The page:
Two moments of rare positivity emerged over the past two Sundays. One in Batroun, represented by the sheer guts of one citizen yelling at a particularly noxious politician. The other in Beirut, where a list of independent and opposition-supported candidates won the first round of elections of the Order of Engineers and Architects syndicate.
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The aftermath of both will determine the evolution of activism to political agency.
The Batroun incident between Yasmine Masri and Gebran Bassil’s security team took on a life of its own. Rather than just a few words shouted across a table at Mandaloun, where both were seated on a lazy Sunday afternoon, the confrontation burst into national outrage. ‘Tfeh 3leik’ (Shame on you) entered our political lexicon. Feminism challenged patriarchy; a citizen batted the regime; expression met nepotism in addition to a dose of David vs Goliath.
The story matters. A strong woman owning her presence across television outlets (and a particular podcast), unabashed and unafraid. Showing no regrets when asked if she would change anything she did, and challenging a nation to stand up to mafia-like intimidation. I was, by chance, at Mandaloun when it happened, and I overheard patrons and staff championing her decision to voice her anger. Not everyone that was working and seated there – including myself and Yasmine – were Free Patriotic Movement (FPM) supporters. And that is why the moment persuades.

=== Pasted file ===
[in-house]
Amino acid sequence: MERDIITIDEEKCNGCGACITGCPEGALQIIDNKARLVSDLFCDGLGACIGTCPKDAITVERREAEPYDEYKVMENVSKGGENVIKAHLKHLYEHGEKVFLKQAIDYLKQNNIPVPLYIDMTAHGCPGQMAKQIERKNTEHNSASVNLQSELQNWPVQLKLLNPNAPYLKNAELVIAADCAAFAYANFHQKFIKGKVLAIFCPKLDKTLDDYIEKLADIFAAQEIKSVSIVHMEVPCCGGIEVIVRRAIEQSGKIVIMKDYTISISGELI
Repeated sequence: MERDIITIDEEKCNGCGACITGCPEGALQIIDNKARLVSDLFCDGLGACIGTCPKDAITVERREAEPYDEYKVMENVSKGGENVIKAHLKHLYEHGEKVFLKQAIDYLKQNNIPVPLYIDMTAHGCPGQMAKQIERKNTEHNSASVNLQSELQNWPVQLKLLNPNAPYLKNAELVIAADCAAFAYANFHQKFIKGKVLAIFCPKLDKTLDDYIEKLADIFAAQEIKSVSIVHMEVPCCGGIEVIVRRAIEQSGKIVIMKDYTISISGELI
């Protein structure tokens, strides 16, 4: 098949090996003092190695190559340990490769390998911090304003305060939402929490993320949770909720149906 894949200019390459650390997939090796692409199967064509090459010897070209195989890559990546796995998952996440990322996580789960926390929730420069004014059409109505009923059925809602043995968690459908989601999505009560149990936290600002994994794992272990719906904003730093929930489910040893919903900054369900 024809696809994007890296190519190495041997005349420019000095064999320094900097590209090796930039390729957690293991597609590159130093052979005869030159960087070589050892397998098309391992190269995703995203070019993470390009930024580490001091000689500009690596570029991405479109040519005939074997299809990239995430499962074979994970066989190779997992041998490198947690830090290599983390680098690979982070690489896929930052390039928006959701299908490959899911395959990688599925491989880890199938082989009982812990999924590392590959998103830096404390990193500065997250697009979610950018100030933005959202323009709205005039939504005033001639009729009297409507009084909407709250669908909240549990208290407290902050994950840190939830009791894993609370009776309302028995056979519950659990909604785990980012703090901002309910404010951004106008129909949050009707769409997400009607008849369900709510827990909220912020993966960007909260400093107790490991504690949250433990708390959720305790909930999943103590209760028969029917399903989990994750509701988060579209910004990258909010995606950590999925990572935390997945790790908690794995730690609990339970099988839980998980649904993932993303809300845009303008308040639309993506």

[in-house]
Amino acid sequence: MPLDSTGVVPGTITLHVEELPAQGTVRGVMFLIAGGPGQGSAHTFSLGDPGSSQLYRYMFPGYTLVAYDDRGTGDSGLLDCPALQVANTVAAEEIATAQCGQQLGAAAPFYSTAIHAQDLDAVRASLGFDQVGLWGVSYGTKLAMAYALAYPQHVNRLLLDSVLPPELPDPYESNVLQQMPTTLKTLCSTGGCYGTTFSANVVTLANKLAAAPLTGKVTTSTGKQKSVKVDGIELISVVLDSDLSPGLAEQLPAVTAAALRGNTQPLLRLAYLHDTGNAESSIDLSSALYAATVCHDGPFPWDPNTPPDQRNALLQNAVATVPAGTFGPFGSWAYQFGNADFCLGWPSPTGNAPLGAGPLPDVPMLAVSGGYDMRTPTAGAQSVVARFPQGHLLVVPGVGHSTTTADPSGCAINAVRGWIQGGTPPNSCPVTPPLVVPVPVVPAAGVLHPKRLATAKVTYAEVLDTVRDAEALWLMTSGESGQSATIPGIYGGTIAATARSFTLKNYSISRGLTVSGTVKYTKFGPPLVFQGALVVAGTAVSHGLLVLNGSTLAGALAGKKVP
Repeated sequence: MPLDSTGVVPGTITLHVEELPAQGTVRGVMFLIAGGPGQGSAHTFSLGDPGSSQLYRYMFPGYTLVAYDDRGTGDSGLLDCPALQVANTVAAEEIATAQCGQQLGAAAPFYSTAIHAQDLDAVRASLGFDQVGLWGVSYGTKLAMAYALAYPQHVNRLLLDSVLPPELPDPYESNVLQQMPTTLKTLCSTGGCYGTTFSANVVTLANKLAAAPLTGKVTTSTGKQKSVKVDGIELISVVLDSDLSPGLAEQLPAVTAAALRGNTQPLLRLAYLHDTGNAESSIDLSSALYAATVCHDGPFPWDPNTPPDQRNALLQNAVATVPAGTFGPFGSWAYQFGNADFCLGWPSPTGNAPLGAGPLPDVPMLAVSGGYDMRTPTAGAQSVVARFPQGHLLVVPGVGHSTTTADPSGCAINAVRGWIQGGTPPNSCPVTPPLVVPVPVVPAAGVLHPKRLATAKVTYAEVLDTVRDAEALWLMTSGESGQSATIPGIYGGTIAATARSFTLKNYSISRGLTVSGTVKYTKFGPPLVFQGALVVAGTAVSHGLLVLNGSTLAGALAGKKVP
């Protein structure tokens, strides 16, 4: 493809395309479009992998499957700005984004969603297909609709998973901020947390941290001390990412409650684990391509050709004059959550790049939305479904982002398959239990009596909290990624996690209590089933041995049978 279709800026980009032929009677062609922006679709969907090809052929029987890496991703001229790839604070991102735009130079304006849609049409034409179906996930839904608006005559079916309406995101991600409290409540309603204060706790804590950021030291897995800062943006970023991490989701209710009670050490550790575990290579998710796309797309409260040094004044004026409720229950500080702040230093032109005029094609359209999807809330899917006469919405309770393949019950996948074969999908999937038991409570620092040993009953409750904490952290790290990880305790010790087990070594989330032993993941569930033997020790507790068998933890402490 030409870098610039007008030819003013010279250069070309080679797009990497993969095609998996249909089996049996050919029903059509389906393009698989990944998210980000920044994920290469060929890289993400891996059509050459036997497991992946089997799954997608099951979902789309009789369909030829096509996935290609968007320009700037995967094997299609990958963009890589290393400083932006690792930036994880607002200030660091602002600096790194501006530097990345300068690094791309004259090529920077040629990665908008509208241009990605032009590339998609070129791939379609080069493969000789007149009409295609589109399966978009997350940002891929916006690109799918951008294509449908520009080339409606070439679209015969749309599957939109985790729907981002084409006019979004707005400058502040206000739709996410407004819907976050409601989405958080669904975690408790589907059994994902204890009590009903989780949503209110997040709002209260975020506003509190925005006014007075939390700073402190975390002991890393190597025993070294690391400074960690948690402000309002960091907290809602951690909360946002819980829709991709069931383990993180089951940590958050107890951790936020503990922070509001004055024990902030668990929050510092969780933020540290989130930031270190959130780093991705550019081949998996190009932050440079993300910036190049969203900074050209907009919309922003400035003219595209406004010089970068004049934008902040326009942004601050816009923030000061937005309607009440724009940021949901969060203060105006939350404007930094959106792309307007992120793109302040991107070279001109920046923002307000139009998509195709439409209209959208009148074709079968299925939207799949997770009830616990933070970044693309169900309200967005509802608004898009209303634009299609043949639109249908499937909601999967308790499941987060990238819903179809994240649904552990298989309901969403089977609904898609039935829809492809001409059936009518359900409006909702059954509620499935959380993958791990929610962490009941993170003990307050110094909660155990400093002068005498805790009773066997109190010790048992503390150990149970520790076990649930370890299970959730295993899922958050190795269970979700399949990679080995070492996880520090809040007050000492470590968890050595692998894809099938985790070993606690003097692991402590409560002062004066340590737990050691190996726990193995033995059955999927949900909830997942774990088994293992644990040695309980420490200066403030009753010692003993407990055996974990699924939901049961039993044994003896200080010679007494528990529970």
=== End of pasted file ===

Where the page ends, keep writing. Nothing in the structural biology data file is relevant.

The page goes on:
Yet calls for boycotting establishments are gaining traction. Lists of businesses in Batroun with ties – however loose – to Gebran Bassil are circulating across social media. The economy is in absolute shambles. We’re at 18,000 L.L. to the dollar.
And beyond the multitude of voices admiring Yasmine Masri’s strength, fierce loyalty among party partisans remains. Too many Lebanese prefer the usual suspects over opposition activists, and punishing businesses will backfire.
Staff members at restaurants and small businesses that rent through Gebran Bassil’s real estate network will pay a price they do not deserve to pay, creating additional unemployment without compensation for staff earning a basic living. In addition to patrons there to find an outlet for apolitical – and limited – respite.
Persuasion, however long it takes, eventually wins over admonishment. And FPM members remain part of our decaying social fabric. This may sound naive and perhaps overly romantic, but they need to be won over. Scolding them for standing with an oblivious president and his son-in-law only entrenches their insecurities.